Report of the Iowa Commission


Freeman R. Conaway

Forgotten Books

Report of the Iowa Commission - Bookrepublic

Report of the Iowa Commission


Freeman R. Conaway

Forgotten Books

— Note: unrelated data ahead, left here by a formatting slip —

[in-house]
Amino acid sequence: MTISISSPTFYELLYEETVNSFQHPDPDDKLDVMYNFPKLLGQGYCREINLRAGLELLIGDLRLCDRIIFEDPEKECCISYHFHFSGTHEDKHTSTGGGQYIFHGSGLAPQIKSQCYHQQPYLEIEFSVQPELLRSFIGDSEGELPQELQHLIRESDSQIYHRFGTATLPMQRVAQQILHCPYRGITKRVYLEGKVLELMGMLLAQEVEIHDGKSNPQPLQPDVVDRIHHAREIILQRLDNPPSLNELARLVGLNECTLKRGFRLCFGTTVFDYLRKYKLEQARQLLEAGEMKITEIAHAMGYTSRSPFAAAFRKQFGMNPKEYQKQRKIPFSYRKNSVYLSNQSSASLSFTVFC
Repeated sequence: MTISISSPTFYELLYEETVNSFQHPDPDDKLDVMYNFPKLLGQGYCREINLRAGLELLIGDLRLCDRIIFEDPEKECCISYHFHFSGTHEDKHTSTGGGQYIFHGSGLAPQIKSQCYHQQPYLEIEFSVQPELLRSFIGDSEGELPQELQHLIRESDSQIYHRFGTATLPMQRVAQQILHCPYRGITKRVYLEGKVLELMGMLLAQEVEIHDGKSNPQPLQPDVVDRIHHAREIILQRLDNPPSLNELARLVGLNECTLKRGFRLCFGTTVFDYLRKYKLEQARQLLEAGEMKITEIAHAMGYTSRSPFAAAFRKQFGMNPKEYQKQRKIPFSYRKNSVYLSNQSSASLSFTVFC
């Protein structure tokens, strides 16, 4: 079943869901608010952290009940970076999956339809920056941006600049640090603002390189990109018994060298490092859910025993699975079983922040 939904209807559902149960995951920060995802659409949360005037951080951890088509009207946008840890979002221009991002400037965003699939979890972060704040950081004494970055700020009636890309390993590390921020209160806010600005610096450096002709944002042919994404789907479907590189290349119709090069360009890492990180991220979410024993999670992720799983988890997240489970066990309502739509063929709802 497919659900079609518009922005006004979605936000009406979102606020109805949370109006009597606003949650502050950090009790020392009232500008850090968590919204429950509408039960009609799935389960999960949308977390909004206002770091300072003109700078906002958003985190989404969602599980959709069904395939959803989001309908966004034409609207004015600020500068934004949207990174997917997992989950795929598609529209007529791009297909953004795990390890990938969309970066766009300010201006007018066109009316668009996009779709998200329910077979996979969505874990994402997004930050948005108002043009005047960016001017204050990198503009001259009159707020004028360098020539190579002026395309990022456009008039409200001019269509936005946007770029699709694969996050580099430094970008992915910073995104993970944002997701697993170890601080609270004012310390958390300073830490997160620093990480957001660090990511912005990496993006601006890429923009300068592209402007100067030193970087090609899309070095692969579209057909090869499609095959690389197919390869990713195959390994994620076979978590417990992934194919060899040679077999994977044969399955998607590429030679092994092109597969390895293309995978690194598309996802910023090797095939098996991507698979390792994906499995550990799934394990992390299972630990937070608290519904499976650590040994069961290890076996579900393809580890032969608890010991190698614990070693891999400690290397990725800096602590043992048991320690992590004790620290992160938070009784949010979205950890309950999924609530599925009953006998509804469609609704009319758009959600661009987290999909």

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William Larrabee was born January 20, 1832, in Ledyard, Conn. He was a son of Capt. Adam Larrabee, a distinguished soldier of the War of 1812 and a graduate of West Point. Both grandfathers were heroes of the Revolutionary War. Captain Larrabee was a member of the Connecticut legislature, state Railroad Commissioner, and a presidential elector for William Henry Harrison.<br><br>William Larrabee came to Clermont, Iowa, in 1853. He had received a common school education and had taught school in Connecticut, following this avocation for a time at Hardin, Allamakee County. He became foreman of the large farm of Judge Williams in Clayton County. In 1856 he commenced the manufacture of flour and later of brick and tile. Subsequently he added banking to the varied industries occupying his attention. In 1861, when the war broke out, he assisted in the organization of a company, and was appointed lieutenant, but owing to the injury to his eye was not accepted into service. He has erected monuments to perpetuate the memory of the nations heroes, the one he has taken the greatest pride in being the Lincoln monument at Clermont, which gives representation to the first Clermont company and the figure of Thomas Henderson, a brother of Col. David B. Henderson, the first Clermont soldier to be killed in battle.<br><br>Mr. Larrabee was married September 12, 1861, to Miss Ann M. Appelman of Clermont, who was born August 13, 1842, at Ledyard, Conn. She was a daughter of Capt. Gustavus A. Appelman, formerly of Connecticut. Their family consists of Charles and Frederick, of Fort Dodge; William, Jr., and Miss Anna, Clermont; Mrs, Julia Love, Lincoln, Neb., and Mrs. Helen Robbins, Cedar Rapids. Their daughter, Augusta, wife of Mr. Victor Dolliver, died March 14, 1897.<br><br>Mr. Larrabee was elected to the state senate in 1867 and occupied the position continuously for eighteen years, and almost the entire time as chairman of the Ways and Means Committee. He resigned when nominated for Governor. He was elected Governor in 1885 and re-elected in 1887. In 1898 he was appointed chairman of the Board of Control of State Institutions, and after the new system was well established on a business basis he resigned in February, 1900. He was appointed Commissioner at Large of the Iowa Commission to the Louisiana Purchase Exposition and elected president. "The Railroad Question," of which he is the author, is widely known throughout the United States.




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